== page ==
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Apraxia of speech
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An inability to put together motor plans for speech.
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Q:
The motor speech programmer
A:
A network of structures that all contribute to the function of creating appropriate motor plans for speech. Although more structures are involved, certain left hemisphere structures such as Broca’s area and the supplementary motor cortex play a large role in this network. The primary motor cortex, basal ganglia, and cerebellum are also involved.
Q:
Apraxia of speech is characterized by . . .
A:
articulation errors, limited prosody, slowed rate, and the visible groping about of the tongue, lips, and mandible. More often than not, resonance, coordination of respiration for speech, and phonation are left relatively intact.
Q:
Common articulatory difficulties experienced by those with apraxia of speech include the following:
A:
■ Anticipatory substitutions

■ Consonant and vowel distortions (consonant distortions are more prevalent)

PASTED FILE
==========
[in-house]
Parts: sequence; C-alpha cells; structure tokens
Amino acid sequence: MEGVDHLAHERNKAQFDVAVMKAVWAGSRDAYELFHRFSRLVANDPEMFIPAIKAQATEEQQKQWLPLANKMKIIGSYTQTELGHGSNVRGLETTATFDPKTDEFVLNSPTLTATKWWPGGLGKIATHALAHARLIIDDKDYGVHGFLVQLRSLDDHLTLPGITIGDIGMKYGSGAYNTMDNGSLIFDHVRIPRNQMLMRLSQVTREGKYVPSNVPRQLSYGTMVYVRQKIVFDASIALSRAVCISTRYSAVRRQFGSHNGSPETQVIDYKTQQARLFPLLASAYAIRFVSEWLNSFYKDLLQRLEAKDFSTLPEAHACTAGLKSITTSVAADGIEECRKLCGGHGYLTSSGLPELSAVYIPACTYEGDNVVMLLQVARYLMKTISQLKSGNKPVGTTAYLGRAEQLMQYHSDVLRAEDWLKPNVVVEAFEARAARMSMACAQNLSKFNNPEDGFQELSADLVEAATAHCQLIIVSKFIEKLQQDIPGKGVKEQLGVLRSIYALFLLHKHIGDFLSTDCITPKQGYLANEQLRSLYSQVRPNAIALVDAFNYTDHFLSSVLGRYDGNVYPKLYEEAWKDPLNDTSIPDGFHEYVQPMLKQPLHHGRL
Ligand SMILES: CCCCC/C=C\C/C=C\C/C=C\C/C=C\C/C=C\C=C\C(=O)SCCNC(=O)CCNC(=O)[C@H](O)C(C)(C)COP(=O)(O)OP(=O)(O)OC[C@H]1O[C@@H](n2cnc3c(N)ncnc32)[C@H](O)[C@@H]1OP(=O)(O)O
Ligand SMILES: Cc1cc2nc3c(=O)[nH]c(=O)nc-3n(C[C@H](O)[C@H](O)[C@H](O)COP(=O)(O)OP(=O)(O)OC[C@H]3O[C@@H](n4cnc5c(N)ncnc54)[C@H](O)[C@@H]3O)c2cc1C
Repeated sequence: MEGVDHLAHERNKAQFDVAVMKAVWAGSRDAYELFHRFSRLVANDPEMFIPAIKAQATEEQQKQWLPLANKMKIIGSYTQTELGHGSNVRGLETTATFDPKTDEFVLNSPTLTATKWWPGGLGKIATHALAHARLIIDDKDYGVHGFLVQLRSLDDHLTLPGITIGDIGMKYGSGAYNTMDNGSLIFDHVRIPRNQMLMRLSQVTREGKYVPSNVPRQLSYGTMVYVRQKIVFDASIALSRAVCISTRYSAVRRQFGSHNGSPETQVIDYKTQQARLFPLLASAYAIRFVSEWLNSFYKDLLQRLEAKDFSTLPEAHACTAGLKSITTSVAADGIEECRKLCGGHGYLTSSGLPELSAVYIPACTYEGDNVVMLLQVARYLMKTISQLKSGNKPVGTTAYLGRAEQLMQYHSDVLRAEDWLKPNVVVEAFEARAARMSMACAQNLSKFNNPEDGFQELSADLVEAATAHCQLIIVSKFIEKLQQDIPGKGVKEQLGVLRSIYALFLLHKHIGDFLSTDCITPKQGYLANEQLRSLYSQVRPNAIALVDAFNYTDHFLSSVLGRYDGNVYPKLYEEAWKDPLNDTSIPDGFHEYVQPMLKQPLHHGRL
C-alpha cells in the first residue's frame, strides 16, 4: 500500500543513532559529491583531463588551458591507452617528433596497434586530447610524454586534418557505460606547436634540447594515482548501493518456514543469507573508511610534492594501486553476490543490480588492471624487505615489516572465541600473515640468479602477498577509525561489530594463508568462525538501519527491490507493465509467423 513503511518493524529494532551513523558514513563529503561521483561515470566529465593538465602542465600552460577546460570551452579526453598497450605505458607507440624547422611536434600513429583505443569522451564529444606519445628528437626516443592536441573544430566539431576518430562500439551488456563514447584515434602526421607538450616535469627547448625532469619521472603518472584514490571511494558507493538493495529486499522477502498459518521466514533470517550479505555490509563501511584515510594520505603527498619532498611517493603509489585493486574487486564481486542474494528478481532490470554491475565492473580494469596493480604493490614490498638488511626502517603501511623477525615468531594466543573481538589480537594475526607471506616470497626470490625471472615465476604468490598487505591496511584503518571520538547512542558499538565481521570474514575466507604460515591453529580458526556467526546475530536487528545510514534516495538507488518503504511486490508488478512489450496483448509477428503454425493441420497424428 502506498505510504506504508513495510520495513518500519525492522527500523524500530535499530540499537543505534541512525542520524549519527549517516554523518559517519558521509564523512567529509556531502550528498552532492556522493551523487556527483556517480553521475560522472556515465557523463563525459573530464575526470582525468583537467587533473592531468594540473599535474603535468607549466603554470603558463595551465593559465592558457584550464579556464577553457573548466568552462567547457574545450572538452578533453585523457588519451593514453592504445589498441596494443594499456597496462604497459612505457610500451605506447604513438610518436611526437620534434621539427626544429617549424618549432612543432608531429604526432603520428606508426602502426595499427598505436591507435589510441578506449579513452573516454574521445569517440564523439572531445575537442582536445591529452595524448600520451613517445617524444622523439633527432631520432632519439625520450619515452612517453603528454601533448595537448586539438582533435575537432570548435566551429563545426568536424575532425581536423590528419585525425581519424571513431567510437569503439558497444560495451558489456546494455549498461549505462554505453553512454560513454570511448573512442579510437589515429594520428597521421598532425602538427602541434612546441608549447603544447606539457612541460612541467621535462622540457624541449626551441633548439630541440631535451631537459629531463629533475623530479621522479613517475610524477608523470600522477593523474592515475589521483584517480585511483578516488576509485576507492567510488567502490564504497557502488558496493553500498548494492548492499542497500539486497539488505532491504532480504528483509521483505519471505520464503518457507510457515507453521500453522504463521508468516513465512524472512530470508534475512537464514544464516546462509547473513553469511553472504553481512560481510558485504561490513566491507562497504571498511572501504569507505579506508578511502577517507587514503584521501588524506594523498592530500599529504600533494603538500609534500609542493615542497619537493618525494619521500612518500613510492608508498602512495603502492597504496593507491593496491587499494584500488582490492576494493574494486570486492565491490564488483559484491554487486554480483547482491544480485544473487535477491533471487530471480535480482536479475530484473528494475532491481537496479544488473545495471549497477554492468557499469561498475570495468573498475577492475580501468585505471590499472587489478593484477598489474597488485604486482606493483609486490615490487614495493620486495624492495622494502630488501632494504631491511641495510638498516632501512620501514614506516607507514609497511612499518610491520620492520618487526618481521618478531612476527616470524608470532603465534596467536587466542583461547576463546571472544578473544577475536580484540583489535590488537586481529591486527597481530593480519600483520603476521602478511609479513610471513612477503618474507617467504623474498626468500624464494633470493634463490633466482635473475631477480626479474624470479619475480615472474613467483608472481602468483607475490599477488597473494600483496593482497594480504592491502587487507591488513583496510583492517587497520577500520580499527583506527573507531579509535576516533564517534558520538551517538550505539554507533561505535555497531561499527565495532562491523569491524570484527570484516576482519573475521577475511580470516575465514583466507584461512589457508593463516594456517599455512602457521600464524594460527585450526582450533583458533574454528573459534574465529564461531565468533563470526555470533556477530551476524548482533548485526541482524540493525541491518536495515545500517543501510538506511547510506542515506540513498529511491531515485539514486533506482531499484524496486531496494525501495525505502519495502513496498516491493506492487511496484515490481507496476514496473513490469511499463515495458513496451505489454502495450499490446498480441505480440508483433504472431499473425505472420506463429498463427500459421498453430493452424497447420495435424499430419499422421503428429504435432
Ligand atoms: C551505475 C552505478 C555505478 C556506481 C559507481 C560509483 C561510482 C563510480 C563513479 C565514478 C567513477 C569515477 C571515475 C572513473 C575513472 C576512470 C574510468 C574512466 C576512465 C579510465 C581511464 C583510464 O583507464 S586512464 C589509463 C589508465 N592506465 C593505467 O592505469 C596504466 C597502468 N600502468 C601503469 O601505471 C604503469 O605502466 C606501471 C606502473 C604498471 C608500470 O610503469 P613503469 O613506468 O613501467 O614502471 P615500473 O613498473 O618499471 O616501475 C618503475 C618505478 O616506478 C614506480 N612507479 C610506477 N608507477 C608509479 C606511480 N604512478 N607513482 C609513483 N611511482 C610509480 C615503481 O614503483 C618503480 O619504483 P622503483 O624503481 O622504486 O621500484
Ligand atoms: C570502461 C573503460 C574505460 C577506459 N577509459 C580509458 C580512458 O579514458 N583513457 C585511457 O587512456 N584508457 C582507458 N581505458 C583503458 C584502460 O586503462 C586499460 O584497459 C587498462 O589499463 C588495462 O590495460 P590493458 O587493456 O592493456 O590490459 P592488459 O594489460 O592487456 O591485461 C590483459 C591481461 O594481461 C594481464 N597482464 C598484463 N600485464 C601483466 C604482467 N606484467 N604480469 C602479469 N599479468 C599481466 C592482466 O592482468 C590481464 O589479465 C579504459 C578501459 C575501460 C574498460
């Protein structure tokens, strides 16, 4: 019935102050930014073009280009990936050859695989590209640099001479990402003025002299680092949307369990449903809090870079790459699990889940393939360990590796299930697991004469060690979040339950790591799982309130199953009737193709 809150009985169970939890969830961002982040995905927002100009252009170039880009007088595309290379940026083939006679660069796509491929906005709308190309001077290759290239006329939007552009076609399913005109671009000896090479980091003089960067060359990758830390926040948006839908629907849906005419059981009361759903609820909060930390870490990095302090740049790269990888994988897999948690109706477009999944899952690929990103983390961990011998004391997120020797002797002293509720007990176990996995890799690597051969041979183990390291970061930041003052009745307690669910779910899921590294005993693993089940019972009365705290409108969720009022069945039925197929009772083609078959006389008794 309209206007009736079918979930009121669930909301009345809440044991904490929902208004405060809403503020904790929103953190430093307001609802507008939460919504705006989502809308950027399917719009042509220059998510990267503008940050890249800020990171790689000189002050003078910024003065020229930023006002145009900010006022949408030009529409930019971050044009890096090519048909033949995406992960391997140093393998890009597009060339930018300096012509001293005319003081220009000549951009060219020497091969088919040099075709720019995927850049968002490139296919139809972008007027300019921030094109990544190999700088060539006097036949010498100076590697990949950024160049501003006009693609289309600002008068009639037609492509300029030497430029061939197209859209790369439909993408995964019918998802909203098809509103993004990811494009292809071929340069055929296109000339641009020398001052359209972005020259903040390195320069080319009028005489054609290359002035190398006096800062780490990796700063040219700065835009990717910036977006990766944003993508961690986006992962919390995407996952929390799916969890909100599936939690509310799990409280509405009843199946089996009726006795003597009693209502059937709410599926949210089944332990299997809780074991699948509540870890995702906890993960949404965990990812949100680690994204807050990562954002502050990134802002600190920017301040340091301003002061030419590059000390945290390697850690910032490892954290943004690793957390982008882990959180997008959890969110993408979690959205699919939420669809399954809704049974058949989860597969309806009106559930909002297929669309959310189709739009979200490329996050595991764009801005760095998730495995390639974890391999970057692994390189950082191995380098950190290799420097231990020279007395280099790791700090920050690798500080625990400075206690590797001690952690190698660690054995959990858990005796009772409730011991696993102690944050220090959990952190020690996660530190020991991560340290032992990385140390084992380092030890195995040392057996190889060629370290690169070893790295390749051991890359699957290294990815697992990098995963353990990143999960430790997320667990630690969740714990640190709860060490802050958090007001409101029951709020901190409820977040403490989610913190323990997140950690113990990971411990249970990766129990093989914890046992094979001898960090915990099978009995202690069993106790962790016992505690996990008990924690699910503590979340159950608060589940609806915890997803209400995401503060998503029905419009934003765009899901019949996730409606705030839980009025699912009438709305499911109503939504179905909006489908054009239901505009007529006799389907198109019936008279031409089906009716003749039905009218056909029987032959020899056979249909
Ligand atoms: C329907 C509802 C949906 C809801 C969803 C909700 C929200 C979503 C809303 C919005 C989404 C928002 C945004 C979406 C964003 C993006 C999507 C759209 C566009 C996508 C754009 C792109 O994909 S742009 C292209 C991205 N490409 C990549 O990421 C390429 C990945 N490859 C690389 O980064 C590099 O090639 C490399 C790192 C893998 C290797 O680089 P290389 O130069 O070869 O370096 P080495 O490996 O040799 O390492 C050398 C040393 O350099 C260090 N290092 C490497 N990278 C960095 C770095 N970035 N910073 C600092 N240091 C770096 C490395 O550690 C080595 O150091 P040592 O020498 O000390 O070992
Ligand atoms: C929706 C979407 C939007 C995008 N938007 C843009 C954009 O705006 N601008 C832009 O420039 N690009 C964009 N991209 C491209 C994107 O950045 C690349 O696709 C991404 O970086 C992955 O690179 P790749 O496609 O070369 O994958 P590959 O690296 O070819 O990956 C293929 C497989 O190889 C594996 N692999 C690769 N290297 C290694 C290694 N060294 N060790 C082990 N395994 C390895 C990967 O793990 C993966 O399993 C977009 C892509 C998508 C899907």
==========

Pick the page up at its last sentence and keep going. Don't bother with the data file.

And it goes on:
■ Perseverative substitutions

■ Phoneme additions

■ Phoneme prolongations

■ Phoneme substitutions

■ Voicing errors (Duffy, 2005)
Q:
Primary progressive apraxia of speech
A:
a neurodegenerative condition in which patients display a slow onset of apraxia of speech that gains in severity over time as a result of continued atrophy of the lateral premotor cortex and the supplementary motor area.
Q:
Buccofacial-oral apraxia
A:
(also known as nonverbal apraxia or oral apraxia): An inability to program and carry out any volitional movements of the tongue, cheeks, lips, pharynx, or larynx on command. Although individuals with this disorder might be unable to move their articulators in a volitional fashion on command, they usually can accomplish the same actions automatically in a natural context. 
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Q:
Ideomotor apraxia
A:
The lack of ability to program motor movements for pantomiming gestures and for the use of tools despite possessing the knowledge of how the tools are used and their function. For instance, an individual with this disorder can explain the purpose of a hairbrush and how to brush one’s hair, but if she is given a hairbrush, she is unable to accomplish the task on command. However, this same individual may wake up each morning and automatically brush her hair in the natural context of standing in front of the bathroom mirror 
Q:
Ideational apraxia
A: